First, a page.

An Approach to Reservoir Management
- M.L. Wiggins (Texas A and M U.) | R.A. Startzman (Texas A and M U.)
- Document ID
- Society of Petroleum Engineers
- SPE Annual Technical Conference and Exhibition, 23-26 September, New Orleans, Louisiana
- Publication Date
- Document Type
- Conference Paper
- 1990. Society of Petroleum Engineers
- 5.5 Reservoir Simulation, 5.1 Reservoir Characterisation, 5.4.1 Waterflooding, 5.2.1 Phase Behavior and PVT Measurements, 5.6.4 Drillstem/Well Testing, 5.7.5 Economic Evaluations, 4.6 Natural Gas, 5.2 Reservoir Fluid Dynamics, 2 Well Completion, 5.1.5 Geologic Modeling, 1.6 Drilling Operations, 1.2.3 Rock properties
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Many petroleum reservoirs are not developed and produced properly. This failure can be the result of poor reservoir operations management. An understanding of reservoir management and its elements is needed to effectively exploit petroleum reservoirs. This paper defines reservoir management and proposes a comprehensive, integrated approach to the management of reservoir operations.
The paper does not address the many technical details of reservoir management, nor does it give detailed recommendations for particular operations. It presents a method and approach to making these decisions for any reservoir. Its purpose is to communicate the importance of reservoir management and to present an approach for the development of a reservoir management plan.
The petroleum industry has progressed from an early period of unrestrained production, through a period of maximum production regulated by government constraint into a period of declining production where companies plan to maximize profits based on the current management environment. Thc industry has now moved into a period of challenge. Industry must accept the challenge that a significant amount of oil and gas will remain unrecovered unless improvements are made in reservoir management practices.
Petroleum reservoir management is an area that has generated significant discussion within the industry in recent years as reserves have declined, prices have fluctuated and companies have begun to realize the necessity for comprehensive planning in reservoir development. A review of the literature suggests that there are varying conceptions of what reservoir management is and what it involves as evidenced by just a few references. A thorough understanding of the petroleum reservoir management process is important to the proper development and exploitation of oil and process is important to the proper development and exploitation of oil and gas reserves. This paper will define reservoir management, discuss its process and recommend the use of a written reservoir management plan. process and recommend the use of a written reservoir management plan. RESERVOIR MANAGEMENT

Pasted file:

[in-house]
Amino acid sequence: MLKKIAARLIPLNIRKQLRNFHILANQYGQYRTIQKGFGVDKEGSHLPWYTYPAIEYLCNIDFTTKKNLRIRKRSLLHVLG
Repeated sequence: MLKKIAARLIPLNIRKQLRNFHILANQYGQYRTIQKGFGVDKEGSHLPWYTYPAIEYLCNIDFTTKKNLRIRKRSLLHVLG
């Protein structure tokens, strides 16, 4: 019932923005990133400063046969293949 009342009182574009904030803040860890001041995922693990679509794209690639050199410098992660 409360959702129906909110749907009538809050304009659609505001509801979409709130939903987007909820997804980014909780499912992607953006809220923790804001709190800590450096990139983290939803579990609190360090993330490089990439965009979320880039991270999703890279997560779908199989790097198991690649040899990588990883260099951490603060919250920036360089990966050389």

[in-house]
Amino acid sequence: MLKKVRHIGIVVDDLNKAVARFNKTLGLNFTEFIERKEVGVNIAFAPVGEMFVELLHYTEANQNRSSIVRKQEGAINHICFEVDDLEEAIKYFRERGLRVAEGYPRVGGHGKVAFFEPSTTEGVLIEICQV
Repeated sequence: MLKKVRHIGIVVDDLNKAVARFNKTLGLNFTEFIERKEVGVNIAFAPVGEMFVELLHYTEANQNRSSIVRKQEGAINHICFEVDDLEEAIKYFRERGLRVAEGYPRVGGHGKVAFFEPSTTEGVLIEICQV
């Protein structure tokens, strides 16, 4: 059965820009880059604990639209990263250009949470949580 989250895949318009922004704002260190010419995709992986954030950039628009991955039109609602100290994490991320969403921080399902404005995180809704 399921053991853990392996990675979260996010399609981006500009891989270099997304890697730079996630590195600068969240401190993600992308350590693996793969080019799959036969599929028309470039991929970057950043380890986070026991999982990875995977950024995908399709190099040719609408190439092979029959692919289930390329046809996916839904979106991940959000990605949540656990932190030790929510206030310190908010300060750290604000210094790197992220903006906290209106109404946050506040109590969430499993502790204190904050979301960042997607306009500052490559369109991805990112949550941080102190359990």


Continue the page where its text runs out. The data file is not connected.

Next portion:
Petroleum reservoir management is the application of state-of-the-art technology to a known reservoir system within a given management environment. Reservoir management can be thought of as that set of operations and decisions by which a reservoir is identified, measured, produced, developed, monitored and evaluated from its discovery through produced, developed, monitored and evaluated from its discovery through depletion and final abandonment. Figure 1 summarizes the concept of reservoir management A reservoir is managed for a particular purpose and that purpose is accomplished within the management environment using the available tools and technology.
Elements of Reservoir Management
Reservoir management is not simply the creation of a depletion plan and/or a development plan but rather a comprehensive, integrated strategy for reservoir exploitation. Management is comprehensive in that it requires the three primary components of reservoir management; 1) knowledge about the entity being managed, 2) the management environment, and 3) the available technology. When these three components are integrated, decisions can be made and a strategy developed for achieving management goals. Without an understanding of these components, effective management cannot take place and a comprehensive strategy for achieving management goals will not be developed.
Reservoir Knowledge. Knowledge of the system being managed has several dimensions. First is the general nature of the system. A petroleum reservoir is an accumulation of hydrocarbons trapped within a petroleum reservoir is an accumulation of hydrocarbons trapped within a single hydrodynamically-connected geological environment. This general knowledge includes an understanding of fluid movement, rock properties, phase behavior and other basic knowledge. phase behavior and other basic knowledge. P. 327
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